But in a way isn’t this indicative of the time we are in, where for all the talk of cancel culture and so on there’s remarkably little hesitation on the part of some to stop and think whether what they say might be offensive. It may sound insipid but before saying anything it’s no harm to consider basic courtesy and thoughtfulness. No-one is immune from failing in respect of that from time to time but for public figures it is near inexplicable that they would not recognise this.

Interesting too that DUP figures also made inappropriate comments, before retracting them. The individual at the centre of this was, of course, formerly in the DUP and TUV. That former membership is not the fault of either of those parties, but given that particular sensitivity it is difficult to understand why those figures and Allister woudn’t have thought all this through long before comments were made.

The Revolution In Laois November 24, 2021

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Terry M. Dunne (of Peelers and Sheep and Laois Historian-in-Residence) has weekly articles up on the Laois local studies site over the next while, on the revolution in Laois, here are the first two – one on the Prison and the other on the Market Square. A fascinating series.

British exceptionalism November 24, 2021

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Anyone see this in the Guardian? A report on how:

As Covid infection rates surged again across Europe, Boris Johnson spoke this week of “storm clouds gathering” over parts of the continent and said it was unclear when or how badly the latest wave would “wash up on our shores”.

The situation in some EU member states, particularly those with low vaccination rates, is indeed dramatic. In central and eastern Europe in particular, but also Austria, Belgium and the Netherlands, case numbers are rocketing.

But as the Guardian notes:

missing from the prime minister’s remarks, and from much of the media coverage of them, was the fact that Britain’s rolling seven-day average of daily new coronavirus cases is still higher than the average of the EU27, and has been since June.

According to figures from OurWorldInData, the EU’s average has quadrupled in recent weeks, from just over 110 daily new cases per million people on 1 October to 446 on Thursday.

The UK began that same period with a daily infection rate of 505 per million people, nearly five times the EU27 average. After peaking at nearly 700 in late October the rate fell to 495 on 10 November, but for the past week it has been climbing sharply again.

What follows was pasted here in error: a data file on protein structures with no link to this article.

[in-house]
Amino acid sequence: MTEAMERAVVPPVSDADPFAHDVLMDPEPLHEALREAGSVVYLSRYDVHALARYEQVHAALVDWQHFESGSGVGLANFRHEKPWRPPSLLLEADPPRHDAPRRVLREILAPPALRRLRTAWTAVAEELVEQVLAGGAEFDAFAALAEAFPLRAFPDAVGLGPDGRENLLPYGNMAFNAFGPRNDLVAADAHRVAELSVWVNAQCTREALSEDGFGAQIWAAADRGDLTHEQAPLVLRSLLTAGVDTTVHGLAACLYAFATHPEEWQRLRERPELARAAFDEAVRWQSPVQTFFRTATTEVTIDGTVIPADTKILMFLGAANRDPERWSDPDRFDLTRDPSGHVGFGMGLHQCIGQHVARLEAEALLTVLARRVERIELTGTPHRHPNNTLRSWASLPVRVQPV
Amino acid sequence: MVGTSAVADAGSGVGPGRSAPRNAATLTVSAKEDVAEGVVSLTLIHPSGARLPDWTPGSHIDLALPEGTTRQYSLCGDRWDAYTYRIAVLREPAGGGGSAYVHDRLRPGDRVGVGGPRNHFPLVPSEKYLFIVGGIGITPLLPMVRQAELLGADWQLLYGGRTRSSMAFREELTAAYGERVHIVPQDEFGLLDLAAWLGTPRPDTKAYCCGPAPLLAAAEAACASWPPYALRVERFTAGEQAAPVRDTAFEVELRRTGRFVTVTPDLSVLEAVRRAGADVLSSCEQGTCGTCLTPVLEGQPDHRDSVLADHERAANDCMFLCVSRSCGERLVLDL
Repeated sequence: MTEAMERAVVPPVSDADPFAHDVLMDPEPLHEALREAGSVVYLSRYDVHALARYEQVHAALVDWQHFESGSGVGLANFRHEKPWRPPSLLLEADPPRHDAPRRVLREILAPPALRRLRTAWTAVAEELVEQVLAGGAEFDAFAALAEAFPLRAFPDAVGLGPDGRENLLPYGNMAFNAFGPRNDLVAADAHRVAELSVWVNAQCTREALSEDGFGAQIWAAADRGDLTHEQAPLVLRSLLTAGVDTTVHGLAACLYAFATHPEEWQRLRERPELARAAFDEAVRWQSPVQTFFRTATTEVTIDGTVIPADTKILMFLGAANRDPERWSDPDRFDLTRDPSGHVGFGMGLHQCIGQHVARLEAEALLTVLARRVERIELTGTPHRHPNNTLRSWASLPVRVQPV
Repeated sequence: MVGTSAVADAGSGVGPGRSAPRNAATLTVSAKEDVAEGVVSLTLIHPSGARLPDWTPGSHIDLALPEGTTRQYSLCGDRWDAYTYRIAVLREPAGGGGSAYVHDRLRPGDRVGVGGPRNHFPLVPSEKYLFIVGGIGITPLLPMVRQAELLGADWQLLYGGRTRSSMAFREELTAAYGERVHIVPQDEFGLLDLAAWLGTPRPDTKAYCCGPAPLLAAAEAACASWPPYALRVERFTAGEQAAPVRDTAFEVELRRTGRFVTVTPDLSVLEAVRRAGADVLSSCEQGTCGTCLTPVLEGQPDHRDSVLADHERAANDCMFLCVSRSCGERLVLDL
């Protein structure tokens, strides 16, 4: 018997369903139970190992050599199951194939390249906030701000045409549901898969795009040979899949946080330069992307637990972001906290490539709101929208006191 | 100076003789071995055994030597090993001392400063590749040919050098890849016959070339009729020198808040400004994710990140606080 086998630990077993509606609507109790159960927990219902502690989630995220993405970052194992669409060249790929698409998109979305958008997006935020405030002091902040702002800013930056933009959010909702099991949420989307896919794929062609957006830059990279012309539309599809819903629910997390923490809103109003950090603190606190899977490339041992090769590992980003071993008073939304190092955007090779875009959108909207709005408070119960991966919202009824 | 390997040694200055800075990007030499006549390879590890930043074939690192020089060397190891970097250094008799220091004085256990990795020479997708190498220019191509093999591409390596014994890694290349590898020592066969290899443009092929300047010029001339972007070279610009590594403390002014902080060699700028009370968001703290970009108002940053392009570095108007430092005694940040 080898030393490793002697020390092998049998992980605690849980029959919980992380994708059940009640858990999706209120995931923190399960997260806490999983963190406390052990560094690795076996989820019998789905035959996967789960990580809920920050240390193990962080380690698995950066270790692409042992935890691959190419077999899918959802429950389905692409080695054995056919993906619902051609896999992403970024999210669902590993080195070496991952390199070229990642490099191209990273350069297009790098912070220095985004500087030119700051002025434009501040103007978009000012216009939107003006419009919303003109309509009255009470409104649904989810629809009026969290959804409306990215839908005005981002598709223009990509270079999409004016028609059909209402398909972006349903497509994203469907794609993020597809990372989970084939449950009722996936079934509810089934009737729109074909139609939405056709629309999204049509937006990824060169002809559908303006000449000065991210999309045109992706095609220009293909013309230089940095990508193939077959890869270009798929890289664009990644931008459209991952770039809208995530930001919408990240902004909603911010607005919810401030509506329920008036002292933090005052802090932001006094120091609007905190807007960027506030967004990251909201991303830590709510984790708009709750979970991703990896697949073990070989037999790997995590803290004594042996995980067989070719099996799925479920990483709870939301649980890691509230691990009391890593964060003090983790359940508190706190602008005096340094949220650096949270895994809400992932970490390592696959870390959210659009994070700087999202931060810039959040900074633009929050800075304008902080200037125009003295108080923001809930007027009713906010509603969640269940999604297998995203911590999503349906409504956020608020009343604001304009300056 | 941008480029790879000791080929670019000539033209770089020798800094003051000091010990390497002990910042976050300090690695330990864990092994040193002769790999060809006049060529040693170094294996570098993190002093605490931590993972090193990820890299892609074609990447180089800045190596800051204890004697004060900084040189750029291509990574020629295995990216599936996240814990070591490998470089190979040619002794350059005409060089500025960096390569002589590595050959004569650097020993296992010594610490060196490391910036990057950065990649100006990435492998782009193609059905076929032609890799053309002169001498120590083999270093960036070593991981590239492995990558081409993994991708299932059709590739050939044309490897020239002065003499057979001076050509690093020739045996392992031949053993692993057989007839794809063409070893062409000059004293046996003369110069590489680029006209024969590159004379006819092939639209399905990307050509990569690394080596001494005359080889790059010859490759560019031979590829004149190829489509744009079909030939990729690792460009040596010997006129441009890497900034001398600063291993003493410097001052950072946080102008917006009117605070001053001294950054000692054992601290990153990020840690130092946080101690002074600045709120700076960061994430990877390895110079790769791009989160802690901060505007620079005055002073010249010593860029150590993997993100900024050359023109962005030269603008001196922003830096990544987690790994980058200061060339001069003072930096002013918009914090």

This sort of blinkered view is indicative of an administration that now appears to frame so much in effective opposition to Europe – albeit in a rather distorted fashion. It is, of course, expedient for a PM under pressure from Tory corruption controversies to do this, but it has really become a tool of government and one has to wonder even after the Tories, presumably, at some point are ejected from office whether it will remain so? But Jonathan Freedland notes that fundamentally there’s a deeper and even more pernicious dynamic at work, that is that there is now a basic dishonesty in all areas of the Tory government, and a dishonesty that is deployed entirely for political gain. He writes:

dishonesty is no longer merely the character flaw of one man. It has become the imprint of his party and this government.

Admittedly, the Conservatives’ collective dishonesty is less florid than Johnson’s individual variety. If you were being kind, you would call it intellectual dishonesty or, kinder still, magical thinking. Sometimes it takes the form of arguing two contradictory things at once; often it comes down to saying one thing and doing the exact opposite.

The list of examples that Freedland offers is lengthy and compelling. Of course one can say that all governments of whatever stripe will be dishonest, and that is true to an extent. But it is the blatant aspect of this government (perhaps inflected by the Trump and Republican experience – though that’s not the happiest of examples) that sets it apart from its predecessors. That said, rather like the pandemic, and as with Brexit, the problem is that dishonesty only takes you so far. Squaring the circle between backing away from previously made agreements and attracting others to make agreements with you is not easy to do (most interesting Brexit Republic podcast recently where it noted the pressure the UK government was under from Washington on foot of Irish and EU entreaties over the NI Protocol – what was striking was how the UK government hadn’t seemed to predict that line of pressure, though it surely was entirely predictable).

As to where countries broadly stand, here’s a telling snippet:

Other EU members including Ireland, Hungary, Greece and the Baltic states also have infection rates higher than the UK’s. But several – mainly those with high vaccination rates and relatively strict social distancing rules – do not.

They include France on 201 daily infections per million, Italy on 138 and Spain on 95, as well as Portugal, Finland and Sweden. Infection rates in Romania and Bulgaria, previously the EU’s worst-affected countries, are now also much lower.